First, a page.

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  • Apr 17, 2014
  • Updated: 5:13am

Eye on style

PUBLISHED : Wednesday, 30 June, 2010, 12:00am
UPDATED : Wednesday, 30 June, 2010, 12:00am
 

Bricks-and-mortar stores may not be crammed with customers these days, but that's because so much is going on in the fashion world online.

In the US, online stores are cropping up and they aren't just dedicated to luxury fashion. The latest are websites promoting young, talented designers who offer chic and affordable fashion that can't be found elsewhere.

The timing couldn't be better. In the aftermath of the recession, shoppers are looking for unique items, and new-generation labels fit the bill as they are limited in distribution and reasonably priced.

Launching in September is New York-based site styletrek.com, which focuses on emerging fashion talent. Set up by former e-commerce guru Cecilia Pagkalinawan, the site will list about 50 designers and feature clothing and accessories.

Designers must meet certain criteria before being approved (they need to submit a review and be in business for at least three seasons). The shortlist has yet to be revealed but it should be worth the wait.

The Trade Development Council has joined forces with mainland auction site Taobao.com to promote local designers in the Chinese market.

Online shopping is exploding on the mainland with sales worth 250 billion yuan (HK$286 billion) last year. The online store (www.hongkongdg.com) opens today and will carry ready-to-wear, accessories, homeware and lifestyle products from 50 local brands.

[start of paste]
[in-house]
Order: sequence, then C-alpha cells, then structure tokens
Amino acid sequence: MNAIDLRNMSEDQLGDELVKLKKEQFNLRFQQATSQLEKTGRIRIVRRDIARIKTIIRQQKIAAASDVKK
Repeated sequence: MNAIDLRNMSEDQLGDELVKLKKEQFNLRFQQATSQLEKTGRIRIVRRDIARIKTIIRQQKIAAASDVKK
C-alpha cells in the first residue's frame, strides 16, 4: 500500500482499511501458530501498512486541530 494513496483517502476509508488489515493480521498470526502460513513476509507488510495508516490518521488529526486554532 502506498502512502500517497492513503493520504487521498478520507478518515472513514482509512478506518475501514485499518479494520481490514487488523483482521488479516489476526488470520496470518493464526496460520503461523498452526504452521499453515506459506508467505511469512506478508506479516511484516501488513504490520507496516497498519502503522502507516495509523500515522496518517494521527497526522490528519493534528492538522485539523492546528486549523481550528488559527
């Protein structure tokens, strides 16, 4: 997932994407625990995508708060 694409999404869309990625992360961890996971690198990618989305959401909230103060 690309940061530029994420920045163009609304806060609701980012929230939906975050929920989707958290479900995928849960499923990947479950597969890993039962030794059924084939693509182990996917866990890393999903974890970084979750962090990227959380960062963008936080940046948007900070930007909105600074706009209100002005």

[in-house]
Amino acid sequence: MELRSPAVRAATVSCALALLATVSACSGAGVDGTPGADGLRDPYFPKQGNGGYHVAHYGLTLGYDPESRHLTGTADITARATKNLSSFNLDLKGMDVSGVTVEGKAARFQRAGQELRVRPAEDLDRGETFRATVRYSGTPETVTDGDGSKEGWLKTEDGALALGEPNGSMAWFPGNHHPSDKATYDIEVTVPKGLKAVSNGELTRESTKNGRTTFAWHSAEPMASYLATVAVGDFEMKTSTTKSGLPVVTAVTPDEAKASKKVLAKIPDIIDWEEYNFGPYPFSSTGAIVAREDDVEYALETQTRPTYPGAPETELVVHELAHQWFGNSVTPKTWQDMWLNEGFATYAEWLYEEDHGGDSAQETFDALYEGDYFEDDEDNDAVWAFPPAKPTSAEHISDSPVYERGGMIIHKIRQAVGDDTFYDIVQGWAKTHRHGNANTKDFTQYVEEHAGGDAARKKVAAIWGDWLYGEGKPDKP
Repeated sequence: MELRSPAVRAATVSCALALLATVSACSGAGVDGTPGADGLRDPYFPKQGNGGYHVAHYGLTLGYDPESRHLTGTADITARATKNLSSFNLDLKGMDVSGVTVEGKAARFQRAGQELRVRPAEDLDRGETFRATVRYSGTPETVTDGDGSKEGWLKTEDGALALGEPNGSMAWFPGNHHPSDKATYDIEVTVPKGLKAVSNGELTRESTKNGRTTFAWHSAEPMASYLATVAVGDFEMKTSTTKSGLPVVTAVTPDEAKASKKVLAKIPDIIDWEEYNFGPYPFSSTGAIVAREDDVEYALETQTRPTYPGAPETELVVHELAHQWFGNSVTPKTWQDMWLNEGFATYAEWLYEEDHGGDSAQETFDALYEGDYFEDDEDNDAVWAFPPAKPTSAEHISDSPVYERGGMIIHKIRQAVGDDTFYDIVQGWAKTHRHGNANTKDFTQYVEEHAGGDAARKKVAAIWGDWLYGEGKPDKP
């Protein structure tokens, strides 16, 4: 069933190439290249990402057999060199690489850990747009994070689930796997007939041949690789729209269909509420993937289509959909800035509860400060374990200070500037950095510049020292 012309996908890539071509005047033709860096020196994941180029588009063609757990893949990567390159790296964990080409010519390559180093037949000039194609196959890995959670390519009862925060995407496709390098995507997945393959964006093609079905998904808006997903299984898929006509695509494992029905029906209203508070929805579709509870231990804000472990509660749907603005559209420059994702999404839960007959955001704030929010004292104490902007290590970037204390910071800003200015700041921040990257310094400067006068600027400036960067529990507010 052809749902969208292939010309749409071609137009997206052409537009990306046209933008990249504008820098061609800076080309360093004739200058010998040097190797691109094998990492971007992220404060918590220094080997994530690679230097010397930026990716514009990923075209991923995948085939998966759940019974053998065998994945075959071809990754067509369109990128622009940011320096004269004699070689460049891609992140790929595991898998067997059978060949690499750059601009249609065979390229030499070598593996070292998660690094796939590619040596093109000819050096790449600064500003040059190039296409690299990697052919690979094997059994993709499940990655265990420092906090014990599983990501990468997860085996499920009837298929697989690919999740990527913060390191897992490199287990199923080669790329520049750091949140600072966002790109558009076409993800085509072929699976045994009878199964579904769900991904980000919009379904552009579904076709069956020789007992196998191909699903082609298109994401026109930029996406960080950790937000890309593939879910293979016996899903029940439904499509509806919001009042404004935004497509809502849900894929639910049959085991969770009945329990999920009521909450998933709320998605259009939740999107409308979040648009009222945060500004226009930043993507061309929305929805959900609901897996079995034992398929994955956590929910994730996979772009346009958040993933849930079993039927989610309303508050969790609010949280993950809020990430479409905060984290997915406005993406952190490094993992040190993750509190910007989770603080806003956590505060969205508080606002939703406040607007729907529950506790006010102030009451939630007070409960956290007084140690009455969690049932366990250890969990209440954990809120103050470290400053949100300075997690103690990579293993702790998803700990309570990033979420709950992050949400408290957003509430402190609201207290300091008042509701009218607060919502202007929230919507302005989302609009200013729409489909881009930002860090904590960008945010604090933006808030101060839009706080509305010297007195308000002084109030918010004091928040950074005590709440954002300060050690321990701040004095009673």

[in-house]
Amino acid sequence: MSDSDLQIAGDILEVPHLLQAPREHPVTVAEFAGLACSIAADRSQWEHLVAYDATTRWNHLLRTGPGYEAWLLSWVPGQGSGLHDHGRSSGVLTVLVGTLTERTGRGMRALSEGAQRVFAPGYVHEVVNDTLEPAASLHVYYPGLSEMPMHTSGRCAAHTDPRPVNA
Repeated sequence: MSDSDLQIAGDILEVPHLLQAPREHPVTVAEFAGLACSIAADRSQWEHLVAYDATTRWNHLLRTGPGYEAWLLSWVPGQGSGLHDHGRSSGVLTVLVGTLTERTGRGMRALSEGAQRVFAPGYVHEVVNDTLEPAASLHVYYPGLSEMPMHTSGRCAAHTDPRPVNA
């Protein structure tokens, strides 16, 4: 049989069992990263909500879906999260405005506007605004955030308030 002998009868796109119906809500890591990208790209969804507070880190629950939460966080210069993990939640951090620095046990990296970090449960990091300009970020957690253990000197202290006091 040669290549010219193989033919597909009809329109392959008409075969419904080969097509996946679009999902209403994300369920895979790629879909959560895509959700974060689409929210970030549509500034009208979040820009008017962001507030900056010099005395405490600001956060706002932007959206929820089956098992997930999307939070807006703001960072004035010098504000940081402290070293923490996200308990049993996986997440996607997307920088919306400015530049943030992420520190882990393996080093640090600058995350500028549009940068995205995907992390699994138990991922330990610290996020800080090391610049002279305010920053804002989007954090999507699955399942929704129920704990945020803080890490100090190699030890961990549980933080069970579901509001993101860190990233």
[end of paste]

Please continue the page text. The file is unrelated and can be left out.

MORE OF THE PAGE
Highlights include quirky handmade totes and pouches made from leftover scraps from designer Prudence Mak, who runs a jewellery boutique in SoHo called Chocolate Rain. For guys, L'Homme Branche by Gabriel Choi offers a selection of ties (above) that are limited to 100 pieces per style, per colour. Sam Chan offers a punk-inspired accessories collection called Llazy Bonez featuring skulls and other rock'n'roll embellishments on necklaces and bracelets for men.

Luxury brands are trying to capture their own share of the online market. Burberry was one of the first brands to tap into online social media and is making waves again with the launch of its interactive advertising campaign online featuring 14 images (example below) and six interactive videos. Users select and control the view and perspective of the campaign, cast and products. Motion responsive images and videos can be clicked, rotated, paused and dragged 180 degrees. The campaign launches worldwide tomorrow at www.burberry.com.

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